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The Case against a unity government in Cote d’Ivoire

The Case against a unity government in Cote d’Ivoire

It’s all the rage. Got a contested election in a fragile African country? Send in the elderly statesmen, make the warring parties sit down, and force them both into an uncomfortable but face-saving unity government. It happened in Zimbabwe, where President Robert Mugabe now shares power with the real vote-winner, Prime Minister Morgan Tsvangirai. It happened in Kenya, where incumbant President Mwai Kibaki was force-married with Prime Minister and rival Raila Odinga. And now, it’s in danger of happening again in Cote d’Ivoire.

The mayhem in Cote d’Ivoire is serious. The country’s presidential election was delayed repeatedly since 2005. When it finally took place, the results were delayed until international pressure came sufficiently to bear. The opposition candidate Alassane Ouattara is believed to have won and has been endorsed by international observers. But both he and the incumbent President Laurent Gbagbo have now held swearing-in ceremonies. 

So the temptation arises for a coalition. Le Monde has already floated the possibility, and African Union meditor (and former South African President) Thabo Mbeki has already flown to Abidjan. How else can we get both sides peacefully to come to some sort of agreement? But Zimbabwe and Kenya should be evidence enough of why not. Both pacts have ended in stagnation, infighting, and political deadlock. Ending the short-term crisis has come at the cost of sacrificing long-term political development.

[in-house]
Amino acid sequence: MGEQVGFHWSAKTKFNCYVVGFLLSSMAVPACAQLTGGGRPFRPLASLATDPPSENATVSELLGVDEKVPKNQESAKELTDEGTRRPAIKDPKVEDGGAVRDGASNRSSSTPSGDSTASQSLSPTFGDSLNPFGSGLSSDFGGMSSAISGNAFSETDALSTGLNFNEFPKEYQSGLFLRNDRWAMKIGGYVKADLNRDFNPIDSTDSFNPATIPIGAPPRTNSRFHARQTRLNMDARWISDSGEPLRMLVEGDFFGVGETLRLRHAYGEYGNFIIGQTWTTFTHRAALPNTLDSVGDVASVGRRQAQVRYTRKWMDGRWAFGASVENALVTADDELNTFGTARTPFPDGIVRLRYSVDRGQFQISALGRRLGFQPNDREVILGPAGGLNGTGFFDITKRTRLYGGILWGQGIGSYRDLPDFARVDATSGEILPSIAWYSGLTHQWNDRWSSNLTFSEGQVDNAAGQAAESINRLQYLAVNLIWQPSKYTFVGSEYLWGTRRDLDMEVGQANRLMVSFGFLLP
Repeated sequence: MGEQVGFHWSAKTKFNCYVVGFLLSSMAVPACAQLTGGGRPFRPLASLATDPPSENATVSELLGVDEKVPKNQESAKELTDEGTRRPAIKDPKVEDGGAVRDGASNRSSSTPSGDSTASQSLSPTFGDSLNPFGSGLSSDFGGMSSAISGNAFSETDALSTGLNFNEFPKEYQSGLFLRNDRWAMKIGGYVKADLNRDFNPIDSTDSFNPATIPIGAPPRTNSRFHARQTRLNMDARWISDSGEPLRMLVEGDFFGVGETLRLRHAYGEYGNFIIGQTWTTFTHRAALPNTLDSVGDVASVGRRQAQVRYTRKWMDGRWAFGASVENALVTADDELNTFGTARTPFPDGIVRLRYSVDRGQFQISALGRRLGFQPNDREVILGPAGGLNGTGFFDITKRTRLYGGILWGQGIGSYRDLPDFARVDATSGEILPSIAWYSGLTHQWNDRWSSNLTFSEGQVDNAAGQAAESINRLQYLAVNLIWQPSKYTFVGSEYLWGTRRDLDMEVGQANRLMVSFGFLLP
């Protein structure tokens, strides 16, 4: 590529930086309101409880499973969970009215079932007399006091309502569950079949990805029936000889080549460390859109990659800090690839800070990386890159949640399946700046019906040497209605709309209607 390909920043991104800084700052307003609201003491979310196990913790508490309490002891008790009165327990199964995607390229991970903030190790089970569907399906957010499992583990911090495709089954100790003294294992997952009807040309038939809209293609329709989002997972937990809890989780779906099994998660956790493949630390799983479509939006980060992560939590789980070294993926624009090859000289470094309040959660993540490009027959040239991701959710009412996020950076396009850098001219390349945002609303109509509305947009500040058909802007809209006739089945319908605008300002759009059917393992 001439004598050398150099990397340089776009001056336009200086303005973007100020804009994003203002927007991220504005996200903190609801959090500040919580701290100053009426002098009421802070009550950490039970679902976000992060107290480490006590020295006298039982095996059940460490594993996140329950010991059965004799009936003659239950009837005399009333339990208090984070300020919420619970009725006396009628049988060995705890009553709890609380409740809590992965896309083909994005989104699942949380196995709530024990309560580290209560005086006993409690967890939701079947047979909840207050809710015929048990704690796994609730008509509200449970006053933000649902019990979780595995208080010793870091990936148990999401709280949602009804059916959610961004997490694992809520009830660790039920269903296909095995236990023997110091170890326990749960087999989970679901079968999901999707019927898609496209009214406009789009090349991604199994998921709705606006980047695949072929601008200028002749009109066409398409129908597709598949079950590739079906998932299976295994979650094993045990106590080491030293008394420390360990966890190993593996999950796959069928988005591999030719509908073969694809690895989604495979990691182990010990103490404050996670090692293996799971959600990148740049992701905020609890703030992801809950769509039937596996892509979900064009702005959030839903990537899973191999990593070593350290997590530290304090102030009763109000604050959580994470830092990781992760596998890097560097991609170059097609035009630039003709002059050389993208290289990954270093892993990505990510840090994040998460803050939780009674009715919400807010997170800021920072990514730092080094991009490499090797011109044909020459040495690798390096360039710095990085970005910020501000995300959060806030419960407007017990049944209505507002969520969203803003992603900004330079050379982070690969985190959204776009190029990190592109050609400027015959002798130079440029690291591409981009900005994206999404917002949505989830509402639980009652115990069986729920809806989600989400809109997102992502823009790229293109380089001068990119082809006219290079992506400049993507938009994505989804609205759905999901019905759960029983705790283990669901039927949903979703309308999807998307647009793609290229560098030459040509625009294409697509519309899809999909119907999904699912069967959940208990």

Just take Zimbabwe, where the unity government may well have simply delayed the crisis. After months of being sidelined from Mugabe’s unilateral decision-making, Prime Minister Tsvangirai has repeatedly boycotted his own government. He has been forced to sacrifice his entire reform agenda in favor of focusing all his political capital on a single goal: another election. There’s no reason to believe another vote will go any differently that the last, when Mugabe lost and still claimed victory. Kenya has likewise proved troublesome; the president and prime minister are rumored to have gone months without talking. And so great was mediator Kofi Annan’s frustration with the government’s inability to push reforms and prosecute perpetrators of the 2008 election violence that he referred the names of the offenders to the International Criminal Court himself. 

Now to Cote d’Ivoire, where the situation has more in common with Kenya and Zimbabwe than just its potential for turmoil. Here, as in those two countries, the two political rivals aren’t just political foes but personal ones who are not likely to work well together (if the current standoff isn’t evidence enough.) Incumbent Gbagbo, who lost, blames Ouattara for imprisoning him when the former was a rebel leader long ago.  Ouattara, meanwhile, can’t possibly feel fondly toward Gbagbo, having been barred from previous elections for his supposed non-Ivorian roots tracing to Burkina Faso. 

It would be great if these two could get along. But the stakes are too high to let them try while running a country. Cote d’Ivoire’s government is already suffering.  And tensions have left more than a dozen dead in rival protests. Reconciliation is great and much needed — but probably not best handled within the country’s top office.